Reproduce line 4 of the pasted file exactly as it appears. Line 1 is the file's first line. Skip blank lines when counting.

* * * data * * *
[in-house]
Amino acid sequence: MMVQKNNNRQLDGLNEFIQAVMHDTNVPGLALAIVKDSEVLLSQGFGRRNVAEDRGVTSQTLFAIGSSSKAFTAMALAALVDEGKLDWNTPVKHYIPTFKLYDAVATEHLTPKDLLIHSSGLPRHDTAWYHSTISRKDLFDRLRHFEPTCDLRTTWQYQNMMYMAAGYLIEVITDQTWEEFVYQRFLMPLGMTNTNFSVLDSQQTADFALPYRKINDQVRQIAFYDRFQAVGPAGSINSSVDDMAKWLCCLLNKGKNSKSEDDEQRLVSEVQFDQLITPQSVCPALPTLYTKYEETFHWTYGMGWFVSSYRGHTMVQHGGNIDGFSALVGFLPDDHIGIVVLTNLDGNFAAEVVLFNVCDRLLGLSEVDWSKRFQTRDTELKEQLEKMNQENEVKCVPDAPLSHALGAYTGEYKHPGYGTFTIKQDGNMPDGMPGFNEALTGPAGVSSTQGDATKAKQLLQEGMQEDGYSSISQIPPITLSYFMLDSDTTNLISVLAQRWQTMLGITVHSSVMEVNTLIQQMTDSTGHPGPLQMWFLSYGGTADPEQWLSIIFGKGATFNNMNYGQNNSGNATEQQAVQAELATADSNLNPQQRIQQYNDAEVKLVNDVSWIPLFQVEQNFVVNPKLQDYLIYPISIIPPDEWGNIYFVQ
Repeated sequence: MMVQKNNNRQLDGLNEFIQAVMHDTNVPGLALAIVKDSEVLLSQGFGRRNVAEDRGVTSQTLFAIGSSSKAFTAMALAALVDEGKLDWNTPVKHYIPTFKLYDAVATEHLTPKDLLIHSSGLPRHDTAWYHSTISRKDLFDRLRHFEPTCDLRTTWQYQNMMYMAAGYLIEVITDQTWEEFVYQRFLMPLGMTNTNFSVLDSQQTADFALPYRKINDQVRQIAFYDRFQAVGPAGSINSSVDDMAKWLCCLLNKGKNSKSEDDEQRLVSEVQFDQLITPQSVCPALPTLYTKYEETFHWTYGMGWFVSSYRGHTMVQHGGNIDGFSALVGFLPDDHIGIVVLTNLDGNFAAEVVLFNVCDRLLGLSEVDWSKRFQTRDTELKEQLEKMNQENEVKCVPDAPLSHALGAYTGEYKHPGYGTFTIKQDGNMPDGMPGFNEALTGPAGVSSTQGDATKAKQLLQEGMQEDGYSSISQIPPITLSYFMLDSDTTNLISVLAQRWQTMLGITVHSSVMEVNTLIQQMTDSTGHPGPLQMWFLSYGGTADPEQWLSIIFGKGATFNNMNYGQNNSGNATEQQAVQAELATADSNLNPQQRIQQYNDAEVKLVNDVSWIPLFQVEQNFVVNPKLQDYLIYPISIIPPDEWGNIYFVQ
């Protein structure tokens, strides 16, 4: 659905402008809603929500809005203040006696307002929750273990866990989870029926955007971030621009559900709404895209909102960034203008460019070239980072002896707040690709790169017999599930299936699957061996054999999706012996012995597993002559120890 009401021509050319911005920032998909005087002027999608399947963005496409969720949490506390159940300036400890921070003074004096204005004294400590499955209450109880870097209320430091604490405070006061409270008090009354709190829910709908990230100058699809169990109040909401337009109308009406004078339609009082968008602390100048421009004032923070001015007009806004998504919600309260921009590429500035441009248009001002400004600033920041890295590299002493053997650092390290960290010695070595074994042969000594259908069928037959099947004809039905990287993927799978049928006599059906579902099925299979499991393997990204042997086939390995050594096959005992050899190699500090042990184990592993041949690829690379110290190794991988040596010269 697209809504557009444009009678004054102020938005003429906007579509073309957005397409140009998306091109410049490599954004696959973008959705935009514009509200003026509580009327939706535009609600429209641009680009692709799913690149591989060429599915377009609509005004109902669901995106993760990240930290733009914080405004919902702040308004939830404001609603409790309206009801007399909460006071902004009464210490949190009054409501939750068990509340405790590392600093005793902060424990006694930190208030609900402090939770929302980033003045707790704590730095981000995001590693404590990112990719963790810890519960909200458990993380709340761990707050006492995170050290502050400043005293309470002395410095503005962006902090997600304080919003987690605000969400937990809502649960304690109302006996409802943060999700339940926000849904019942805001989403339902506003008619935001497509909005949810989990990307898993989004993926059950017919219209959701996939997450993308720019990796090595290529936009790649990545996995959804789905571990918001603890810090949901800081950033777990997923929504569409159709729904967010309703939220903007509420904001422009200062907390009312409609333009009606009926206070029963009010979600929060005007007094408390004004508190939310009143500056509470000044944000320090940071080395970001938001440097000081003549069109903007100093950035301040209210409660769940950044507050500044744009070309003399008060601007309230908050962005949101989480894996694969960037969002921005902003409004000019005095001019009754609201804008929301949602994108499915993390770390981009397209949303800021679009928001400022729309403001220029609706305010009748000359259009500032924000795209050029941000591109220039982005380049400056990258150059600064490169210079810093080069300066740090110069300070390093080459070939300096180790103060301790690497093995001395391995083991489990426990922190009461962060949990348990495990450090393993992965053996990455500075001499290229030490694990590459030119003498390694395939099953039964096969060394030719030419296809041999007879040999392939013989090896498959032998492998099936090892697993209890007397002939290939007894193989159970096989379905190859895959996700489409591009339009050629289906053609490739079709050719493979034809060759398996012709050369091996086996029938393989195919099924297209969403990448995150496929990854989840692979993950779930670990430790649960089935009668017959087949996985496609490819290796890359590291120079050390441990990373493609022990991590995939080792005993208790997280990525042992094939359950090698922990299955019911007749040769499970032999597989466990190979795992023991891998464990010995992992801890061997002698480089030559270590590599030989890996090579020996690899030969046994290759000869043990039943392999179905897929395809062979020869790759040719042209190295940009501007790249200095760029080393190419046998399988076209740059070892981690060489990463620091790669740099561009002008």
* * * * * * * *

């Protein structure tokens, strides 16, 4: 659905402008809603929500809005203040006696307002929750273990866990989870029926955007971030621009559900709404895209909102960034203008460019070239980072002896707040690709790169017999599930299936699957061996054999999706012996012995597993002559120890 009401021509050319911005920032998909005087002027999608399947963005496409969720949490506390159940300036400890921070003074004096204005004294400590499955209450109880870097209320430091604490405070006061409270008090009354709190829910709908990230100058699809169990109040909401337009109308009406004078339609009082968008602390100048421009004032923070001015007009806004998504919600309260921009590429500035441009248009001002400004600033920041890295590299002493053997650092390290960290010695070595074994042969000594259908069928037959099947004809039905990287993927799978049928006599059906579902099925299979499991393997990204042997086939390995050594096959005992050899190699500090042990184990592993041949690829690379110290190794991988040596010269 697209809504557009444009009678004054102020938005003429906007579509073309957005397409140009998306091109410049490599954004696959973008959705935009514009509200003026509580009327939706535009609600429209641009680009692709799913690149591989060429599915377009609509005004109902669901995106993760990240930290733009914080405004919902702040308004939830404001609603409790309206009801007399909460006071902004009464210490949190009054409501939750068990509340405790590392600093005793902060424990006694930190208030609900402090939770929302980033003045707790704590730095981000995001590693404590990112990719963790810890519960909200458990993380709340761990707050006492995170050290502050400043005293309470002395410095503005962006902090997600304080919003987690605000969400937990809502649960304690109302006996409802943060999700339940926000849904019942805001989403339902506003008619935001497509909005949810989990990307898993989004993926059950017919219209959701996939997450993308720019990796090595290529936009790649990545996995959804789905571990918001603890810090949901800081950033777990997923929504569409159709729904967010309703939220903007509420904001422009200062907390009312409609333009009606009926206070029963009010979600929060005007007094408390004004508190939310009143500056509470000044944000320090940071080395970001938001440097000081003549069109903007100093950035301040209210409660769940950044507050500044744009070309003399008060601007309230908050962005949101989480894996694969960037969002921005902003409004000019005095001019009754609201804008929301949602994108499915993390770390981009397209949303800021679009928001400022729309403001220029609706305010009748000359259009500032924000795209050029941000591109220039982005380049400056990258150059600064490169210079810093080069300066740090110069300070390093080459070939300096180790103060301790690497093995001395391995083991489990426990922190009461962060949990348990495990450090393993992965053996990455500075001499290229030490694990590459030119003498390694395939099953039964096969060394030719030419296809041999007879040999392939013989090896498959032998492998099936090892697993209890007397002939290939007894193989159970096989379905190859895959996700489409591009339009050629289906053609490739079709050719493979034809060759398996012709050369091996086996029938393989195919099924297209969403990448995150496929990854989840692979993950779930670990430790649960089935009668017959087949996985496609490819290796890359590291120079050390441990990373493609022990991590995939080792005993208790997280990525042992094939359950090698922990299955019911007749040769499970032999597989466990190979795992023991891998464990010995992992801890061997002698480089030559270590590599030989890996090579020996690899030969046994290759000869043990039943392999179905897929395809062979020869790759040719042209190295940009501007790249200095760029080393190419046998399988076209740059070892981690060489990463620091790669740099561009002008």